The Great Indian Bustard is a “Friend of the Farmer” and its wellbeing will pave the way for the survival of other birds.
The Red List Index of the International Union for Conservation of Nature (IUCN), Switzerland is out, and this time, the Great Indian Bustard, Ardeotis nigriceps, has been upgraded to critically endangered list as it faces high level of threat.
There are 23 species of bustards found in the whole world. Of these four are found in India; which are - The Great Indian bustard Ardeotis nigriceps; the Houbara Bustard Chlamydotis undulata; the Lesser Florican Sypheotides indica; and the Bengal Florican Houbaropsis bengalensis.
The Great Indian Bustard was once, one of the most commonly seen birds of Indian grasslands. It was initially found in more than 16 States.
Now with only around 300 individual birds being recorded, it is seen with difficulty in Rajasthan, Madhya Pradesh, Maharashtra, Gujarat, Karnataka, Andhra Pradesh and some parts of Pakistan.
The Great Indian Bustard was one of the choices for the National Bird of India but it lost out to the peafowl as the peacock is believed to be a lot more beautiful.
The Great Indian Bustard is considered the “umbrella species” of Indian grasslands ecosystem. By conserving them many other species found in grasslands will survive. They are the best indicator species of a healthy grassland home.
“In Andhra Pradesh, the Rollapadu Bird Wildlife Sanctuary is home to this large bird.
The numbers have come down drastically, with only around 22 birds being recorded in the 2006 census. Last year only 6 were probably seen. However, two hatchlings were also spotted,” says Mr Vijay Kumar the District Forest Officer, Atmapur, Kurnool District.
Reasons for loss
“Loss of habitat is the cause in the decrease in the population of this bird. Dry grasslands, are being converted into wetlands for farming,” adds Mr Vijay Kumar. “With more land coming under human occupation, these birds find it difficult to support themselves. 3000 acres of land can support only 10-15 Great Indian Bustards, who need a lot of flight area and a lot of space to move around and live.”
The Great Indian Bustard female lays only one egg in a year. This is another serious issue, as each egg is precious and needs to be protected. Predators like wolfs and monitor lizards, feed on the eggs. Overgrazing on the grasslands by blackbuck and cattle has caused loss of feeding ground for these birds. Mr AK Naik, the Chief Conservator of Forests and Field Director of Nagarjunsagar and Srisailam Tiger Reserve says, “The people living in the villages near the Rollapadu Wildlife Sanctuary are being sensitised to this issue and are being made aware of what they can do to help.”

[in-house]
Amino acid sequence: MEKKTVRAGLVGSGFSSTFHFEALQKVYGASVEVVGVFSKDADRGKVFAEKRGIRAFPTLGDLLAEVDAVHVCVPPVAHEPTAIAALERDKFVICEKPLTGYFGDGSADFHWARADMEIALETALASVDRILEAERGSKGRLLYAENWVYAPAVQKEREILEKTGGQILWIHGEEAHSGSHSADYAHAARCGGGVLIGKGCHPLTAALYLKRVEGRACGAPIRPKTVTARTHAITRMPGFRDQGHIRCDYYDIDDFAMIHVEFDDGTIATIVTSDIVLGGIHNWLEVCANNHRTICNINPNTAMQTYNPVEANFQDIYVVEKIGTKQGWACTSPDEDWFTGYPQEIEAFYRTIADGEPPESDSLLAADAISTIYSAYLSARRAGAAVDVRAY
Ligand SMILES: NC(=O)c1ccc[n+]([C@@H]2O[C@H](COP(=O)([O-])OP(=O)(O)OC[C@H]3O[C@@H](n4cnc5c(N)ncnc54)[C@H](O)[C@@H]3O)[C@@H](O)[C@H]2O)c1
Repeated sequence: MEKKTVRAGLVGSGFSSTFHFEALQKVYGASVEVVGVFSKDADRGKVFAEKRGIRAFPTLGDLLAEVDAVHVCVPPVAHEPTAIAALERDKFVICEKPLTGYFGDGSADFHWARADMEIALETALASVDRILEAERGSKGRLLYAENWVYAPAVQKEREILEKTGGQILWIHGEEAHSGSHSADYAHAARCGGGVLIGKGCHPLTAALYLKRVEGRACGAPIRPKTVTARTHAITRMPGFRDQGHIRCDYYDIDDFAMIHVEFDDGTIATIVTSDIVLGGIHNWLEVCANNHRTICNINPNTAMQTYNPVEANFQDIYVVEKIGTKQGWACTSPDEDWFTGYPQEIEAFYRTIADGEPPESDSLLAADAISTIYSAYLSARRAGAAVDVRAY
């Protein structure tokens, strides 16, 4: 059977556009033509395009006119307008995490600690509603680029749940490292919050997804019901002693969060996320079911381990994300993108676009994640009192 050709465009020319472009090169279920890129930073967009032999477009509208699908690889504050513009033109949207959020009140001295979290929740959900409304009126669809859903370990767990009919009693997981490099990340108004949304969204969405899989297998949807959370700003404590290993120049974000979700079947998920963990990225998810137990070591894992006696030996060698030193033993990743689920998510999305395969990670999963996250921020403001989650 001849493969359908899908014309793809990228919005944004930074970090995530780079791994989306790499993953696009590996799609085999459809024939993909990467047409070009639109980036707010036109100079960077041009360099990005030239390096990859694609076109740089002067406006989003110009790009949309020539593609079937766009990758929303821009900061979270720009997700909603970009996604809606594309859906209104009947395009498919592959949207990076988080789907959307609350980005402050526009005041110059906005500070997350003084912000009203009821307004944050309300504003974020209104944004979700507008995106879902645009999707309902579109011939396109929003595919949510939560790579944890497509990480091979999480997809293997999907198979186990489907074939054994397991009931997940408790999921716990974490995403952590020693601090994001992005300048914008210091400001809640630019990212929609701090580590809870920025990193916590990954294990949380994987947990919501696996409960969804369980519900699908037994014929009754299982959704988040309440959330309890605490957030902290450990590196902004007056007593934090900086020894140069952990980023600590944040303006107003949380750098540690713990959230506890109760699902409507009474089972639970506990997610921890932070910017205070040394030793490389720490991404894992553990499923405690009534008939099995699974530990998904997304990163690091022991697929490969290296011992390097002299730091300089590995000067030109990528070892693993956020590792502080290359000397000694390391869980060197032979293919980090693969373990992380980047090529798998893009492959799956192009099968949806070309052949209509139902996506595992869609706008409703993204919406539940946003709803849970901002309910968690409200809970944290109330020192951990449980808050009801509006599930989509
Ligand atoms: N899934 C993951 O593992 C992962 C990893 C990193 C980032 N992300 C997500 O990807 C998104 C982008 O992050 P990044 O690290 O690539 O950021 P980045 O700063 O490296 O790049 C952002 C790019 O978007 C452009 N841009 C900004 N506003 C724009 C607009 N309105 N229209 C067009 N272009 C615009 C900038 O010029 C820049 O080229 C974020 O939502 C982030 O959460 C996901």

“We are educating the people on what crops to grow in their farms, to be sure not to destroy the eggs and to be careful not to destroy the grasslands. The Great Indian Bustard is a “Friend of the Farmer” and this is something the farmers are being made to understand.”
Most forest officers and bird conservationists feel that if Project Bustard is launched on the lines of Project Tiger and Project Elephant, there is some more hope of protecting this beautiful bird from extinction. You can log onto www.projectbustard.org for more information on the bustards of India and to support the campaign.
Facts about the Great Indian Bustard:
· It is a very large and heavy bird growing up to 122 cm and weighing up to 18 kgs.
· The males are bigger than the females.
· It is brown and white in color, with a whitish grey head.
· The upper plumage is rufous, finely penciled with black.
· It has a long neck and long bare legs, similar to an ostrich.
· The crown is black and crested while the head and neck are pale.
· It is well known for its magnificent courtship display.
· The male produces a deep resonant ‘Hoom' like call, during the breeding display, which can be heard up to a kilometre away.
· It lives only on short grass plains avoiding thick, shrubby and woods landscape.
· It breeds once in a year.
· The female lays a single egg on bare ground and the chick is attended to only by the female.
· It is omnivorous in diet mainly relying on grass, small shrubs, insects, rats, channa, groundnut and bajra, depending on the season.